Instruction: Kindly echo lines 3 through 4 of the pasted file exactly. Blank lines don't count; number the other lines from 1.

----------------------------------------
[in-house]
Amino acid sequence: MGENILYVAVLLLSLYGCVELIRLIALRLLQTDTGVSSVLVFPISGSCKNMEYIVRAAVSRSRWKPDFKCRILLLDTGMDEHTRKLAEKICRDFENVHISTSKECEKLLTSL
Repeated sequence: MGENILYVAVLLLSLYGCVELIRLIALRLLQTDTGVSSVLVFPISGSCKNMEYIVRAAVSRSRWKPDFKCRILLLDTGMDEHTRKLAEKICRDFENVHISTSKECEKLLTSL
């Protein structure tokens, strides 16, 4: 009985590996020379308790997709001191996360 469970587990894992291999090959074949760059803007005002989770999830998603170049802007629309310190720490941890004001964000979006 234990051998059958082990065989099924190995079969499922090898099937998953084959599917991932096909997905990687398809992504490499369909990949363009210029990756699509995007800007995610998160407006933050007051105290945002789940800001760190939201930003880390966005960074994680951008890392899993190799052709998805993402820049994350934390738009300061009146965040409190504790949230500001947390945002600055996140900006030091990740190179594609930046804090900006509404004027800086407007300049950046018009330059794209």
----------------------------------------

Repeated sequence: MGENILYVAVLLLSLYGCVELIRLIALRLLQTDTGVSSVLVFPISGSCKNMEYIVRAAVSRSRWKPDFKCRILLLDTGMDEHTRKLAEKICRDFENVHISTSKECEKLLTSL
């Protein structure tokens, strides 16, 4: 009985590996020379308790997709001191996360 469970587990894992291999090959074949760059803007005002989770999830998603170049802007629309310190720490941890004001964000979006 234990051998059958082990065989099924190995079969499922090898099937998953084959599917991932096909997905990687398809992504490499369909990949363009210029990756699509995007800007995610998160407006933050007051105290945002789940800001760190939201930003880390966005960074994680951008890392899993190799052709998805993402820049994350934390738009300061009146965040409190504790949230500001947390945002600055996140900006030091990740190179594609930046804090900006509404004027800086407007300049950046018009330059794209």